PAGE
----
Most drugs transported by MDR1 are small hydrophobic molecules, which diffuse from the culture medium across the plasma membrane into the cell. The ATP-powered export of such drugs from the cytosol by MDR1 means a much higher extracellular drug concentration is required to kill cells. That MDR1 is an ATP-powered small-molecule pump has been demonstrated with liposomes containing the purified protein (see Figure 15-4). The ATPase activity of these liposomes is enhanced by different drugs in a dose-dependent manner corresponding to their ability to be transported by MDR1.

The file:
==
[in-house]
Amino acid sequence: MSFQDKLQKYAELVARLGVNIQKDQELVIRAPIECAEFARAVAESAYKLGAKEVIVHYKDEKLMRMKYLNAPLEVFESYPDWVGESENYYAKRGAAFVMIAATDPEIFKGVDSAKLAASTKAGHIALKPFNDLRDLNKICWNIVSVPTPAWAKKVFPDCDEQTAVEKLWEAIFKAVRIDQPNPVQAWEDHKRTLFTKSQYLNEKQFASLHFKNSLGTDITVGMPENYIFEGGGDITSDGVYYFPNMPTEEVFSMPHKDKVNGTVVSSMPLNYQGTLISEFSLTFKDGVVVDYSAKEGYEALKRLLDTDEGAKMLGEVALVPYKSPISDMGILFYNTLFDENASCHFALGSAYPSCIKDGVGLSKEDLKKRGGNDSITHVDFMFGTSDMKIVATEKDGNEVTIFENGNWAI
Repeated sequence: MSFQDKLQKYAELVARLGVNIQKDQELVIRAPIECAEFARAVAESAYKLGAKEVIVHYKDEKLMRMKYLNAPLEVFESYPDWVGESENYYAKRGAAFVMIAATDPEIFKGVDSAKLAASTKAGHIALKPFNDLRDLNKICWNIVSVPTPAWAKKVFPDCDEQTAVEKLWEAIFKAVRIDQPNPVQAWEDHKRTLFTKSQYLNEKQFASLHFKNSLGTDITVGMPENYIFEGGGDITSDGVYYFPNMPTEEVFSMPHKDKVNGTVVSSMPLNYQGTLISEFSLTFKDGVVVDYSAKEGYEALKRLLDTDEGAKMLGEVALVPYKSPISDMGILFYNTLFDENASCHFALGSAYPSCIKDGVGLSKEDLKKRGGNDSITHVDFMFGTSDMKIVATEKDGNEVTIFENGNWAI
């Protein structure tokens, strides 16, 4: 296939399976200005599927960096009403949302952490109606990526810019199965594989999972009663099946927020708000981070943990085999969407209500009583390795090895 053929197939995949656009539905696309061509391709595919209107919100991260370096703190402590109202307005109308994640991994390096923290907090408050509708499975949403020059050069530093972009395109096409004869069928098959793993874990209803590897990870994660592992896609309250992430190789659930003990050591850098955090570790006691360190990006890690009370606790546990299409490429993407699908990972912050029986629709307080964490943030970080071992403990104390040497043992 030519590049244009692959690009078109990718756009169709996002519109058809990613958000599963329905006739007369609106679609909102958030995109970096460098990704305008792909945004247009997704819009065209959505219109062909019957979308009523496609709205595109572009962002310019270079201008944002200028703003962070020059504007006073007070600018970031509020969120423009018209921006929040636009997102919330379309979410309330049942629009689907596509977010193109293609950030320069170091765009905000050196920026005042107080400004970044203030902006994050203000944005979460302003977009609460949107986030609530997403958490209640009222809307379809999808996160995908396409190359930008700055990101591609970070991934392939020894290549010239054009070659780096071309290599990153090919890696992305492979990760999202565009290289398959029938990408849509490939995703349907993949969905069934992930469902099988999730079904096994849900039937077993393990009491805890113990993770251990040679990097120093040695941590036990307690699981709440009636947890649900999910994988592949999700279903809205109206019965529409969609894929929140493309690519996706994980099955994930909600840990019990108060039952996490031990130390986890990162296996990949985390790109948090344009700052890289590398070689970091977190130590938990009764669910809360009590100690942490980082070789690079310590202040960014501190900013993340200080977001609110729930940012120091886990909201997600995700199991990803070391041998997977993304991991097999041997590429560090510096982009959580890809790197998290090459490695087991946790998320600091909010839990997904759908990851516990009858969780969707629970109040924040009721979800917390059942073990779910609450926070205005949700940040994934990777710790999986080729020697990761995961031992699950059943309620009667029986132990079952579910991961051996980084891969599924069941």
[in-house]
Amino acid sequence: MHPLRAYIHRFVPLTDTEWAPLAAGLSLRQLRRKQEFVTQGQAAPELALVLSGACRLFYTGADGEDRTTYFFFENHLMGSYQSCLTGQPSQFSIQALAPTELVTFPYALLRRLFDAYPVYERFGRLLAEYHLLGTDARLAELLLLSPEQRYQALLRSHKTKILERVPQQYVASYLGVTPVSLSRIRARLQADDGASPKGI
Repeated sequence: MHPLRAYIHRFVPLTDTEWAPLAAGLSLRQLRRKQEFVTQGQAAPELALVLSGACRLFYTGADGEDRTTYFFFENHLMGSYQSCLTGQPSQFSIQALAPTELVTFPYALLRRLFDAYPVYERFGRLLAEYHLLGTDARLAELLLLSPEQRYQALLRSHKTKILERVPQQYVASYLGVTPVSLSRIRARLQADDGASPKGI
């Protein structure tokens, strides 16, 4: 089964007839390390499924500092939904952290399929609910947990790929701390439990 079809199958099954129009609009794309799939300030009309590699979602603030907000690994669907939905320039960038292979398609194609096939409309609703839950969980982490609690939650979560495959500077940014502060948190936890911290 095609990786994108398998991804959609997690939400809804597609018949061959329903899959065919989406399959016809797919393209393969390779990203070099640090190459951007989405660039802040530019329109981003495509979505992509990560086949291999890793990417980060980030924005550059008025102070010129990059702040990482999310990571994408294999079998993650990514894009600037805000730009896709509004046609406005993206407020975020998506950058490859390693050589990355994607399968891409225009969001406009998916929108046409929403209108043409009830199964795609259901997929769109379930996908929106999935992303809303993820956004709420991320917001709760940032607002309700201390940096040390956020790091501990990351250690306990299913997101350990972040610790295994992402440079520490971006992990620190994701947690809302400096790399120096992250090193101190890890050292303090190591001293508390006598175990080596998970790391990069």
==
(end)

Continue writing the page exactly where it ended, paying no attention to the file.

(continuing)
Not only does MDR1 transport a varied group of molecules, but all these substrates compete with one another for transport by MDR1. Although the mechanism of action of MDR1-assisted transport has not been definitively demonstrated, the flippase model, depicted in Figure 15-17a, is a likely candidate. Substrates of MDR1 are primarily planar, lipid-soluble molecules with one or more positive charges, and they move spontaneously from the cytosol into the cytosolic-facing leaflet of the plasma membrane. The hydrophobic portion of a substrate molecule is oriented toward the hydrophobic core of the membrane, and the charged portion toward the polar cytosolic face of the membrane and is still in the cytosol. The substrate diffuses laterally until encountering and binding to a site on the MDR1 protein that is within the bilayer. The protein then “flips” the charged substrate molecule into the exoplasmic leaflet, an energetically unfavorable reaction powered by the coupled ATPase activity of MDR1. Once in the exoplasmic face, the substrate diffuses into the aqueous phase on the outside of the cell. Support for the flippase model of transport by MDR1 comes from MDR2, a homologous protein present in the region of the liver cell plasma membrane that faces the bile duct. MDR2 has been shown to flip phospholipids from the cytosolic-facing leaflet of the plasma membrane to the exoplasmic leaflet, thereby generating an excess of phospholipids in the exoplasmic leaflet; these phospholipids peel off into the bile duct and form an essential part of the bile. An alternative pump model also has been proposed for MDR1 (Figure 15-17b). According to this model, drug molecules in the cytosol bind directly to a single small-molecule binding site on the cytosolic face of the MDR1 protein; subsequent ATP hydrolysis powers movement of the bound drug through the protein to the aqueous phase on the outside of the cell by a mechanism similar to that of other ATP-powered pumps.